Tag Archives: journey

Lent 2019 – Day 13 – Jeremiah 3:6-10

The Lord said to me in the days of King Josiah: Have you seen what she did, that faithless one, Israel, how she went up on every high hill and under every green tree, and played the whore there? And I thought, ‘After she has done all this she will return to me’; but she did not return, and her false sister Judah saw it. She saw that for all the adulteries of that faithless one, Israel, I had sent her away with a decree of divorce; yet her false sister Judah did not fear, but she too went and played the whore. Because she took her whoredom so lightly, she polluted the land, committing adultery with stone and tree. Yet for all this her false sister Judah did not return to me with her whole heart, but only in pretence, says the Lord.
–Jeremiah 3:6-10 (NRSV)

Lent is a time of year when the church and the lectionary tend to challenge us. On Ash Wednesday, we are invited to observe a holy Lent, by fasting and self denial, immersing ourselves in Scripture and prayer. It’s a time of the year when we challenge ourselves and perhaps deny ourselves a few things we might not otherwise deny, as we walk toward the cross and Calvary.

The Daily Office Lectionary in the Book of Common Prayer tends to include readings that some might consider a bit more challenging. I know I find the Old Testament reading for today from Jeremiah to be quite challenging.

This excerpt from Jeremiah exemplifies one of many areas in the Bible where women are likened to the status of property, of a pawn used in determining political deals and familial arrangements. And blaming the misjudgements or immoral behavior of the woman for potential undesirable outcomes of political or military ventures. This is obviously not something modern, enlightened people believe. But why did our ancestors?

Too often, modern people will “throw the baby out with the bathwater” to use a tired but easily understood expression. That is, many modern people will turn their back on God and on the church because of how many difficult things are in the Bible…misogyny being just one of many.

However, reading these difficult stories, and learning from them, and perhaps asking why things were once that way, and what came of such perceptions, and how can we be better…these are all valid questions to ask. There is so much beauty and positive energy throughout the Bible; but also so much hate and violence and destruction.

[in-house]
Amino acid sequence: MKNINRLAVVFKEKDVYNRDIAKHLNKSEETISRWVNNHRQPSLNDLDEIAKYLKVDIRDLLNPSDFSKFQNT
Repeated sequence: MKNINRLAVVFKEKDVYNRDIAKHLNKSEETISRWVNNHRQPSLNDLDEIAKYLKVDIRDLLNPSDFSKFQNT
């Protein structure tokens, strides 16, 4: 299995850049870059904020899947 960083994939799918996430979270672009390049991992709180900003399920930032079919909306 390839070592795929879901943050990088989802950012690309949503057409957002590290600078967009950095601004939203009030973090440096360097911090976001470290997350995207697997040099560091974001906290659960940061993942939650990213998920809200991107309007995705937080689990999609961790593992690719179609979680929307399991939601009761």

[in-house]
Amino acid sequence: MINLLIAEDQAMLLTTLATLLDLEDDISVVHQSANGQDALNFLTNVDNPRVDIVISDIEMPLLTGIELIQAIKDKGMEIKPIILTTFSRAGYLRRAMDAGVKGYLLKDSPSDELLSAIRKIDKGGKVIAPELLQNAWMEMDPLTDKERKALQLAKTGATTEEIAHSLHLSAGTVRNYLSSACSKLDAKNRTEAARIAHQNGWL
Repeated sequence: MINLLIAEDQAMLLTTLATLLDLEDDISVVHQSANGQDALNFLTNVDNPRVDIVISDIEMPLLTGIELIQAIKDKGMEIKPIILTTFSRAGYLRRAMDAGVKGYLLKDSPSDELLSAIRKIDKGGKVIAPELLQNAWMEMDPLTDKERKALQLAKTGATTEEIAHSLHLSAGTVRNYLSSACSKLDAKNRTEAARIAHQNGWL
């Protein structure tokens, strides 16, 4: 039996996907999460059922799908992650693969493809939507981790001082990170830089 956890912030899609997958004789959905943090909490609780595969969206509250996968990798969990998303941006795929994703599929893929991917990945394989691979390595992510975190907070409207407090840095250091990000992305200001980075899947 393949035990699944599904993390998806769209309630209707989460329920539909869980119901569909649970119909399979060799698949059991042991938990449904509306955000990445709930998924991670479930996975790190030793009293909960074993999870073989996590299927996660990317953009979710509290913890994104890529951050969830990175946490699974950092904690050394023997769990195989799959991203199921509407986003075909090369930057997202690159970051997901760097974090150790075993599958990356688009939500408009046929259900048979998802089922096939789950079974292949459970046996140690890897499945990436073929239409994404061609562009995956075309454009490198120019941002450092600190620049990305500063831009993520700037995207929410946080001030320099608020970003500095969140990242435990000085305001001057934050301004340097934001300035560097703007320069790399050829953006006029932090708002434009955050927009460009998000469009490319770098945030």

And yet, we read these stories. We read them again and again. We struggle with them, we question them, we get angry at them. And yet we are inspired by them, enlightened by them, and revived by them.

Thankfully, we have come a long way in how women are treated in society. Though we still have such a long way to go. Perhaps reading stories like this remind us of how offensive and disgusting such language and ideas are. Does any good ever come out of treating an entire group of people with such contempt?

I don’t have answers, but I bet that I am not the only one struggling with this. Reading these stories and struggling with them together are one of the many things that I find rewarding about being a Christian. So, let’s struggle together as we walk toward the cross this Lent, and watch and pray with Jesus as he walks with us.

O God, you so loved the world that you gave your only- begotten Son to reconcile earth with heaven: Grant that we, loving you above all things, may love our friends in you, and our enemies for your sake; through Jesus Christ our Lord, who lives and reigns with you and the Holy Spirit, one God, for ever and ever. Amen.

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The Summons

Will you come and follow me if I but call your name?
Will you go where you don’t know and never be the same?
      Will you let my love be shown,
      will you let my name be known,
Will you let my life be grown in you and you in me?

Will you leave yourself behind if I but call your name?
Will you care for cruel and kind and never be the same?
      Will you risk the hostile stare
      should your life attract or scare?
Will you let me answer prayer in you and you in me?

Will you let the blinded see if I but call your name?
Will you set the prisoners free and never be the same?
      Will you kiss the leper clean
      and do such as this unseen,